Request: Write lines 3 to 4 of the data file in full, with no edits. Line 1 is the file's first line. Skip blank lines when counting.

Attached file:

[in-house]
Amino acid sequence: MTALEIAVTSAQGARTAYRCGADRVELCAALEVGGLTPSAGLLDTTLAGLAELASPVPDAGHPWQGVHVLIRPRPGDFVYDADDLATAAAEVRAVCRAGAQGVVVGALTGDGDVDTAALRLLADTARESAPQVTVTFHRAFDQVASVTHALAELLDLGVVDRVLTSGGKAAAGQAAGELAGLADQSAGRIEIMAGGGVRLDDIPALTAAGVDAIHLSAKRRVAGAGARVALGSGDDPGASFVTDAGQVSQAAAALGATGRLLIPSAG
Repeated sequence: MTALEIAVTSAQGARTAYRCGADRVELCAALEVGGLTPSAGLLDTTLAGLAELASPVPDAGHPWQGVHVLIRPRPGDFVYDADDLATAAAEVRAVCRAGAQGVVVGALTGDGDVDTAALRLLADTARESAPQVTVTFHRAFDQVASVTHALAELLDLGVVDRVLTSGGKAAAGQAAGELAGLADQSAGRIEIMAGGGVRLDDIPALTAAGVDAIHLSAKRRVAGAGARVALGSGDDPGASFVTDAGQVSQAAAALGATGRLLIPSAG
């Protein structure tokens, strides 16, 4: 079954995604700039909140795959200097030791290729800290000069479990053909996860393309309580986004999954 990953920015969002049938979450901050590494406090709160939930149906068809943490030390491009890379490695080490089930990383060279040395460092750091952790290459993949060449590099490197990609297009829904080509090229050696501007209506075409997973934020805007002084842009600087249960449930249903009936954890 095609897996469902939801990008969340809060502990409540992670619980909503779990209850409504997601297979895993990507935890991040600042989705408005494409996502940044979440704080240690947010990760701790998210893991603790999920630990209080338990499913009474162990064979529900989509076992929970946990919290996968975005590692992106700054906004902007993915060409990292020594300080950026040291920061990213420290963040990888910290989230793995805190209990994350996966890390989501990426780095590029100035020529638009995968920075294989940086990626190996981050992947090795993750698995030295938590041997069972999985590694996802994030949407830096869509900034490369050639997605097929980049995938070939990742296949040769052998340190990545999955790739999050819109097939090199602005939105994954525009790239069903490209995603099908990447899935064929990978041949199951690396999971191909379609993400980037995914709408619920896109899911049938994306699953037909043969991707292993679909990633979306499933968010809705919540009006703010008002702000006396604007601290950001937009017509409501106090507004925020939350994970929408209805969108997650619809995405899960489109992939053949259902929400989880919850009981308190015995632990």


Repeated sequence: MTALEIAVTSAQGARTAYRCGADRVELCAALEVGGLTPSAGLLDTTLAGLAELASPVPDAGHPWQGVHVLIRPRPGDFVYDADDLATAAAEVRAVCRAGAQGVVVGALTGDGDVDTAALRLLADTARESAPQVTVTFHRAFDQVASVTHALAELLDLGVVDRVLTSGGKAAAGQAAGELAGLADQSAGRIEIMAGGGVRLDDIPALTAAGVDAIHLSAKRRVAGAGARVALGSGDDPGASFVTDAGQVSQAAAALGATGRLLIPSAG
């Protein structure tokens, strides 16, 4: 079954995604700039909140795959200097030791290729800290000069479990053909996860393309309580986004999954 990953920015969002049938979450901050590494406090709160939930149906068809943490030390491009890379490695080490089930990383060279040395460092750091952790290459993949060449590099490197990609297009829904080509090229050696501007209506075409997973934020805007002084842009600087249960449930249903009936954890 095609897996469902939801990008969340809060502990409540992670619980909503779990209850409504997601297979895993990507935890991040600042989705408005494409996502940044979440704080240690947010990760701790998210893991603790999920630990209080338990499913009474162990064979529900989509076992929970946990919290996968975005590692992106700054906004902007993915060409990292020594300080950026040291920061990213420290963040990888910290989230793995805190209990994350996966890390989501990426780095590029100035020529638009995968920075294989940086990626190996981050992947090795993750698995030295938590041997069972999985590694996802994030949407830096869509900034490369050639997605097929980049995938070939990742296949040769052998340190990545999955790739999050819109097939090199602005939105994954525009790239069903490209995603099908990447899935064929990978041949199951690396999971191909379609993400980037995914709408619920896109899911049938994306699953037909043969991707292993679909990633979306499933968010809705919540009006703010008002702000006396604007601290950001937009017509409501106090507004925020939350994970929408209805969108997650619809995405899960489109992939053949259902929400989880919850009981308190015995632990």